The vaccination against the recession…

 In Economy

The imminent deployment of the anti-Covid vaccines raises high economic expectations. Are they exaggerated?

The imminence of the anti-Covid vaccine has already boosted stock markets and generated a great sector rotation. The foreseeable end to the pandemic has rejuvenated confidence, both at the level of public authorities and private activities. In short, the light is visible at the end of the tunnel and we want to reach it with a euphoric impatience. In addition, I share completely this feeling. The promise of a resumption of mobility and therefore of trade is conditioned by the resumption in trust and confidence. This “animal spirit” underpins the sustainable rebound in the economic activity. We know it well enough; confidence is the engine of growth at all times and in all places.

So why spoil the party? This is not our intention. However, we can only be cautious, if not circumspect, because the consequences of the crisis may affect us for a long time to come.

The vaccine is there, and the means promised to acquire it and distribute it to as many people as possible are important. But will all countries benefit simultaneously? Even under the best logistical conditions, it will take several more months before the critical threshold of collective immunity is reached … Not to mention the hesitation of the population. A recent survey by the World Economic Forum1 underlines a growing reluctance of people to be vaccinated. Across the world, a majority are worried about the lack of hindsight in clinical trials and therefore the risk of significant side effects that may go undetected. This reluctance, as we know, varies greatly from one country to another: nearly two-thirds of Mexicans and Chinese are determined to be vaccinated within three months of being placed on the market, while less than 40 % of French and Spanish people are ready to take the same path as quickly.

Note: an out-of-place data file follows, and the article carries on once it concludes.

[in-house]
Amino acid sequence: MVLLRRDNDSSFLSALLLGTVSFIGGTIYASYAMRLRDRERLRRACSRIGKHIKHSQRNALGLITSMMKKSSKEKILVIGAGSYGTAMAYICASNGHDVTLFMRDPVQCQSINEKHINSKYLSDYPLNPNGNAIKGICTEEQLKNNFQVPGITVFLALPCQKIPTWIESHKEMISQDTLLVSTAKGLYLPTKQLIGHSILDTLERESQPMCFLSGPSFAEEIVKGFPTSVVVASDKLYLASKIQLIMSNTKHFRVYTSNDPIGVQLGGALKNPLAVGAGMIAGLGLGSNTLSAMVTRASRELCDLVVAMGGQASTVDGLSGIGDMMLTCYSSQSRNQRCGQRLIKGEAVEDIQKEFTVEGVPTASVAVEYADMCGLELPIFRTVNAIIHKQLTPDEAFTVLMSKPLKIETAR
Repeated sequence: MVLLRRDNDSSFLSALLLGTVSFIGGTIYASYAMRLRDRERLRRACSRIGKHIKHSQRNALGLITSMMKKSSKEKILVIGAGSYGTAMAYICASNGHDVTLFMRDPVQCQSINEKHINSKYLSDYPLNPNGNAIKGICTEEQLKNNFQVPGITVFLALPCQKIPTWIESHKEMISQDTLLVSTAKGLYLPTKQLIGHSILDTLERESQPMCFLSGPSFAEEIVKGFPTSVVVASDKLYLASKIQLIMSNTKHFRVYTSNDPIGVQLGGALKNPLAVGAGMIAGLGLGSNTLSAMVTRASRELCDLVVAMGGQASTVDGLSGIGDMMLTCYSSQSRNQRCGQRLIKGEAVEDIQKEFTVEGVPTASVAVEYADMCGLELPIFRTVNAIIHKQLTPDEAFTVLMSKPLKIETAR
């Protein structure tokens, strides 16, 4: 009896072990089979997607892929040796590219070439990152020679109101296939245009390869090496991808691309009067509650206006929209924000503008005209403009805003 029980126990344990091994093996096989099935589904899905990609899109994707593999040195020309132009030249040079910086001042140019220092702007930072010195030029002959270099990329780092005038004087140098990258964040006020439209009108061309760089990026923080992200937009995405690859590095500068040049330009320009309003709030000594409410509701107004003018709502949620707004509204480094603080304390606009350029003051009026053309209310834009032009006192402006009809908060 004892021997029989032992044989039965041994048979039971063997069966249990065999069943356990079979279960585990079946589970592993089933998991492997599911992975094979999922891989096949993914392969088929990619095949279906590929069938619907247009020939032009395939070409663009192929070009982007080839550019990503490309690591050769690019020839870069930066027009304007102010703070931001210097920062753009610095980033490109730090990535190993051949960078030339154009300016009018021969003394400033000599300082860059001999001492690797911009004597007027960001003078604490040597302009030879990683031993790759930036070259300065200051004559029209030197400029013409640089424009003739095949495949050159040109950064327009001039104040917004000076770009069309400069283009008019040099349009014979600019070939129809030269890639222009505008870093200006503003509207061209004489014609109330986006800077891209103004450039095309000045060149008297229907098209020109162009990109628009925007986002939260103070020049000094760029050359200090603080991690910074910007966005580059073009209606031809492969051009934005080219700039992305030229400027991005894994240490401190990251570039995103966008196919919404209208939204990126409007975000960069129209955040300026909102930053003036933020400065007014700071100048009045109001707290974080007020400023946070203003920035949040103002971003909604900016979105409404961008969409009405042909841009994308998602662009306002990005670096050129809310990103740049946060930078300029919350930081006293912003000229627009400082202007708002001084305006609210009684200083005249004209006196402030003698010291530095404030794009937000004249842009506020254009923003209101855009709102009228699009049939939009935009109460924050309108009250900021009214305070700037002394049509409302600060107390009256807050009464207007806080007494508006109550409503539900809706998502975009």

As barriers are removed, countries will need to be both more parsimonious and more generous.

Economically, the consequences of the crisis will not go away as quickly as one might hope. The OECD has just revised its growth forecasts upwards very cautiously. In its December report, aptly titled “Making Hope a Reality” 2, the Organization expects a “return to normalcy” by 2022. However, the aftermath of the crisis threatens to persist: in 2022, the unemployment rate in member countries may well remain above its 2019 level. The general deterioration in public finances will continue to weigh on the recovery. The increase in debts – even largely relieved by the intervention of central banks – will force the most exposed countries to gradually to put their accounts in order. Quite logically, as growth takes over, fiscal and monetary resources will shrink. The question is, however, when and to what extent this support can be withdrawn without risking a relapse into activity. In other words, when it comes down to market forces to sort out viable businesses from the zombies one, will the economic and social bedrock be strong enough to absorb the shock of the change already at work and which the pandemic has accelerated? The underemployment which threatens to remain high and persistent uncertainty about the opening of borders, will weigh on certain sectors and countries for a long time, weakening the most precarious among us. From a health perspective, the risk of a third wave, or other aftershocks such as mutations in the virus, cannot be ruled out. It is, therefore, not impossible that we are witnessing a halting and disparate accordion-like recovery.

As barriers are removed, countries will need to be both more parsimonious and more generous: more precise and effective targeting in the direction of the most vulnerable will have to be clearly translated into a further reduction in poverty. While climate and biodiversity issues are now better recognized, society struggling for productivity will certainly need to rely on enough latitude and flexibility to redeploy itself.

Published in French in on Dec 8th, 2020  Cartoon © Barrett






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